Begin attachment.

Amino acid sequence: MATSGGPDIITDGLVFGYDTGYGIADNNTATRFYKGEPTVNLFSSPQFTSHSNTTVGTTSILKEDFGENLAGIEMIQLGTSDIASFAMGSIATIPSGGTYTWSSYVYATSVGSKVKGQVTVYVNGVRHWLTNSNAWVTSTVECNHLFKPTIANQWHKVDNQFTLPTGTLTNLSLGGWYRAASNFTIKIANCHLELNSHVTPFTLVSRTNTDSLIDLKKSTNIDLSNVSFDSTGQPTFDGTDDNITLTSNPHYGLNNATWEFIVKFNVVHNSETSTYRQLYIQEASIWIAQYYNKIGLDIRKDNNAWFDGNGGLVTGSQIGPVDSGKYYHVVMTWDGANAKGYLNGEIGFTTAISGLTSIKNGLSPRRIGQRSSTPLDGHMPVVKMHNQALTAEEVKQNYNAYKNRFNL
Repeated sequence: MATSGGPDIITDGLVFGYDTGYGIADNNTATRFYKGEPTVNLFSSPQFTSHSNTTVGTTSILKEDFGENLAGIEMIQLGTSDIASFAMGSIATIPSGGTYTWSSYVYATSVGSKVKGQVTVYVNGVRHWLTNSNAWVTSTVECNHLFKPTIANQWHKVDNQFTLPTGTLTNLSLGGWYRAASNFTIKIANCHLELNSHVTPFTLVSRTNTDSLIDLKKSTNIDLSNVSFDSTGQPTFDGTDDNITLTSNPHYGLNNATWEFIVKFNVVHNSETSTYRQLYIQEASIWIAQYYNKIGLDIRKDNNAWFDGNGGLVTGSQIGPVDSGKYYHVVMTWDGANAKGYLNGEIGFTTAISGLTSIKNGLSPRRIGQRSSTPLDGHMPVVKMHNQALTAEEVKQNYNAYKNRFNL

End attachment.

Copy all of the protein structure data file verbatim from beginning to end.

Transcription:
Amino acid sequence: MATSGGPDIITDGLVFGYDTGYGIADNNTATRFYKGEPTVNLFSSPQFTSHSNTTVGTTSILKEDFGENLAGIEMIQLGTSDIASFAMGSIATIPSGGTYTWSSYVYATSVGSKVKGQVTVYVNGVRHWLTNSNAWVTSTVECNHLFKPTIANQWHKVDNQFTLPTGTLTNLSLGGWYRAASNFTIKIANCHLELNSHVTPFTLVSRTNTDSLIDLKKSTNIDLSNVSFDSTGQPTFDGTDDNITLTSNPHYGLNNATWEFIVKFNVVHNSETSTYRQLYIQEASIWIAQYYNKIGLDIRKDNNAWFDGNGGLVTGSQIGPVDSGKYYHVVMTWDGANAKGYLNGEIGFTTAISGLTSIKNGLSPRRIGQRSSTPLDGHMPVVKMHNQALTAEEVKQNYNAYKNRFNL
Repeated sequence: MATSGGPDIITDGLVFGYDTGYGIADNNTATRFYKGEPTVNLFSSPQFTSHSNTTVGTTSILKEDFGENLAGIEMIQLGTSDIASFAMGSIATIPSGGTYTWSSYVYATSVGSKVKGQVTVYVNGVRHWLTNSNAWVTSTVECNHLFKPTIANQWHKVDNQFTLPTGTLTNLSLGGWYRAASNFTIKIANCHLELNSHVTPFTLVSRTNTDSLIDLKKSTNIDLSNVSFDSTGQPTFDGTDDNITLTSNPHYGLNNATWEFIVKFNVVHNSETSTYRQLYIQEASIWIAQYYNKIGLDIRKDNNAWFDGNGGLVTGSQIGPVDSGKYYHVVMTWDGANAKGYLNGEIGFTTAISGLTSIKNGLSPRRIGQRSSTPLDGHMPVVKMHNQALTAEEVKQNYNAYKNRFNL